DateTime textParsedDate = new DateTime(2010, 6, 4); //your textFile parsed date.
int result = DateTime.Now.CompareTo(textParsedDate); //refer to the documentation to understand the result of DateTime.CompareTo
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var dateAsString = DateTime.Now.ToString();
Console.WriteLine(DateTime.Parse(dateAsString));

The ToString() of the Now property produces what you're after.

Its format is "04/06/2010 11:41:43"

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It seems to me that you are getting a string from a configuration file and that you expect it to contain the current date/time. You expect it to behave a bit like what people might've gotten used to in ASP.NET:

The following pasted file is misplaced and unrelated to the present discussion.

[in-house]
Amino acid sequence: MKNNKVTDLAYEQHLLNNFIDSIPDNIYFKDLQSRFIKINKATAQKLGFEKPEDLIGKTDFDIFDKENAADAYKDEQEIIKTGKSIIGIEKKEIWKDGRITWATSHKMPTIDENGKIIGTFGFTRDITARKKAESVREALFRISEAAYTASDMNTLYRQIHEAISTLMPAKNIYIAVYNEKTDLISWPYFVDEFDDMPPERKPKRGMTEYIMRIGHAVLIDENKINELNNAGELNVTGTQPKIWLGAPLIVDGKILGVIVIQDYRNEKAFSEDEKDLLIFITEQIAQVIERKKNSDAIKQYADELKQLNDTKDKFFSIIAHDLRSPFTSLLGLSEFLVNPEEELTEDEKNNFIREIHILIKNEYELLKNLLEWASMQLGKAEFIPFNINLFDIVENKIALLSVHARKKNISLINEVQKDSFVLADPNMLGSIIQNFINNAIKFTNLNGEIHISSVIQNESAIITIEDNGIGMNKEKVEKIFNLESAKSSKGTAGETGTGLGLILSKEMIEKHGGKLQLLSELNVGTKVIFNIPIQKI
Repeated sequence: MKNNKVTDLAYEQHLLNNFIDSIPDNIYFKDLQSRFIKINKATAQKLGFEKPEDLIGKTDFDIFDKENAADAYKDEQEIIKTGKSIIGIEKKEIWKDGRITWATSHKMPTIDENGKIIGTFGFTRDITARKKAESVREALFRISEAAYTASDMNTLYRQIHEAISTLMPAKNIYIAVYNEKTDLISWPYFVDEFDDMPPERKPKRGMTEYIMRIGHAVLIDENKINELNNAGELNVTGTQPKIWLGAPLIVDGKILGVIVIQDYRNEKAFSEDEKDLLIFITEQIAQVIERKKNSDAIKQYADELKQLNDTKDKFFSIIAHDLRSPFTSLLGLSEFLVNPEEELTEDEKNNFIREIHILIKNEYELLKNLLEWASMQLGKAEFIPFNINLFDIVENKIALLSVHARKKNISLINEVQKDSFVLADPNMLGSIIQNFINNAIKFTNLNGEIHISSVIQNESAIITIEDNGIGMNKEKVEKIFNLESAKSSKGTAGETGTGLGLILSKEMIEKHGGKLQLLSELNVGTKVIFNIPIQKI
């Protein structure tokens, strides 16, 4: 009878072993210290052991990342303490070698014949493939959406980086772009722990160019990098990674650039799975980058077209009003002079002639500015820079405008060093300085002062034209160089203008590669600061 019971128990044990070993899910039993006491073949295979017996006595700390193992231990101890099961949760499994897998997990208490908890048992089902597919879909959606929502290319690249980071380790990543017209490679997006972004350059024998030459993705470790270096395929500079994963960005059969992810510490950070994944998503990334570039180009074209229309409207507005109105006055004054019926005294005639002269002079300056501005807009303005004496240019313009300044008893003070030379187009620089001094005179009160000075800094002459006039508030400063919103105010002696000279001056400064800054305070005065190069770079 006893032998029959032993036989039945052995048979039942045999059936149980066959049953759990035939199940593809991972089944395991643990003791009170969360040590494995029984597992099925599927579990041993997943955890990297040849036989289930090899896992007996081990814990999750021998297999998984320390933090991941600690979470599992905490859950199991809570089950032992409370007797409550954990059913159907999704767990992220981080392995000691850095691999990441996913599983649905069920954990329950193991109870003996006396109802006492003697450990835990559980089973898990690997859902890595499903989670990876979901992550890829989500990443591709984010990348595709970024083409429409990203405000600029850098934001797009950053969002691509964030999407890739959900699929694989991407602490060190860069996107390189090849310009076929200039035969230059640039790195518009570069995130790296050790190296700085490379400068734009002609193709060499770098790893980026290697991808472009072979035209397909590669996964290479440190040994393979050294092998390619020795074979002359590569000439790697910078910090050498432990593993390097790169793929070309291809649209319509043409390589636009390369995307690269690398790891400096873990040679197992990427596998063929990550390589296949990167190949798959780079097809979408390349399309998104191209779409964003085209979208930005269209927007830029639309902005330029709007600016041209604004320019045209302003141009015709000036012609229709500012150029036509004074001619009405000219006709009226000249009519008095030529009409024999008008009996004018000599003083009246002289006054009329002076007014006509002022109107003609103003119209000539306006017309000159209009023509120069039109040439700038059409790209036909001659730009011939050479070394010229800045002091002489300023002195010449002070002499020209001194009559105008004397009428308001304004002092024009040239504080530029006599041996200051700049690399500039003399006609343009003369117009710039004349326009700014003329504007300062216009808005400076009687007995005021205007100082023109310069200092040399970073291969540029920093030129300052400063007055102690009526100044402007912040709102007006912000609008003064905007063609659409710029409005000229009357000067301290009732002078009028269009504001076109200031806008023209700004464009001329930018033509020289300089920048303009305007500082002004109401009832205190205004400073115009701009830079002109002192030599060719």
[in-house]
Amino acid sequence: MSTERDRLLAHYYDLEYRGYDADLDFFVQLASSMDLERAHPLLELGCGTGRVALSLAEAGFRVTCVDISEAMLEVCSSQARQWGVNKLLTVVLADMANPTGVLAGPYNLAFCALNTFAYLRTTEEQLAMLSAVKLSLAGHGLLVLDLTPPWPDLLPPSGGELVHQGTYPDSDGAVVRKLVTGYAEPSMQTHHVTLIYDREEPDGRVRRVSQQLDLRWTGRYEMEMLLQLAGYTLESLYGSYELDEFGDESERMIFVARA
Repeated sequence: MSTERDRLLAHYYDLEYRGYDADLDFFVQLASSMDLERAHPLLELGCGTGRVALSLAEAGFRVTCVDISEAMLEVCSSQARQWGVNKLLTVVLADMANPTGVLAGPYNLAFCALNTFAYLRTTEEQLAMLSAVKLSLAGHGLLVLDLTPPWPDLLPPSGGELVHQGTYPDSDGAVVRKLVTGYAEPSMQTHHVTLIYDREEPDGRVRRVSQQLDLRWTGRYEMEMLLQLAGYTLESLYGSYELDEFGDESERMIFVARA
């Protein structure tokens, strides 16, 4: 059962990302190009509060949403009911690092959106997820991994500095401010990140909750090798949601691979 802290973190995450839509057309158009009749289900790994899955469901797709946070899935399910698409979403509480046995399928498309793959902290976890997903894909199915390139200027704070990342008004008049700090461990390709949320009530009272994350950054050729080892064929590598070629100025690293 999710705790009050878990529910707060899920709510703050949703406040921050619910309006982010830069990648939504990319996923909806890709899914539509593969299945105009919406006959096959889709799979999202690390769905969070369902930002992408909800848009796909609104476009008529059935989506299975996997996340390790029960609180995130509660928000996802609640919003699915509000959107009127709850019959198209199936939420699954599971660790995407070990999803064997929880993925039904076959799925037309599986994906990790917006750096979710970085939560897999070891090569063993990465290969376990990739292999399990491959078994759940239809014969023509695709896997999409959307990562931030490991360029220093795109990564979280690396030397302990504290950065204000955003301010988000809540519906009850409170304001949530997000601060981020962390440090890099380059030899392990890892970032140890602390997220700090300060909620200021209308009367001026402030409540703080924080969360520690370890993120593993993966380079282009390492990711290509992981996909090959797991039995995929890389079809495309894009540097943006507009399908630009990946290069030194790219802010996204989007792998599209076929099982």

<p>Current date: <%= DateTime.Now.ToString() %>.</p>

To do the same from any configuration file, assuming your function is called GetConfigParam("StartTime"), you can do the following:

<!-- inside config file -->
<Parameter 
   Name="StartTime" 
   Value="Current date/time: {0}"/>

<!-- or, if you just want the current date/time (but that gets a bit silly
     as you can do that by code as has been suggested here before -->
<Parameter Name="StartTime" Value="{0}" />

Then, you use this code for parsing the above (the {0} will be filled by String.Format and can be used with any object):

string startTimeParam = GetConfigParam("StartTime");
string startTime = String.Format(startTimeParam, DateTime.Now);
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Do you want to have the text in the Value attribute be something like an auto-updating field?

If this is what you want, I think the closest thing you can do is hold an access log that saves an entry for each request, but that of course depends on the reason why you want the dates in the first place.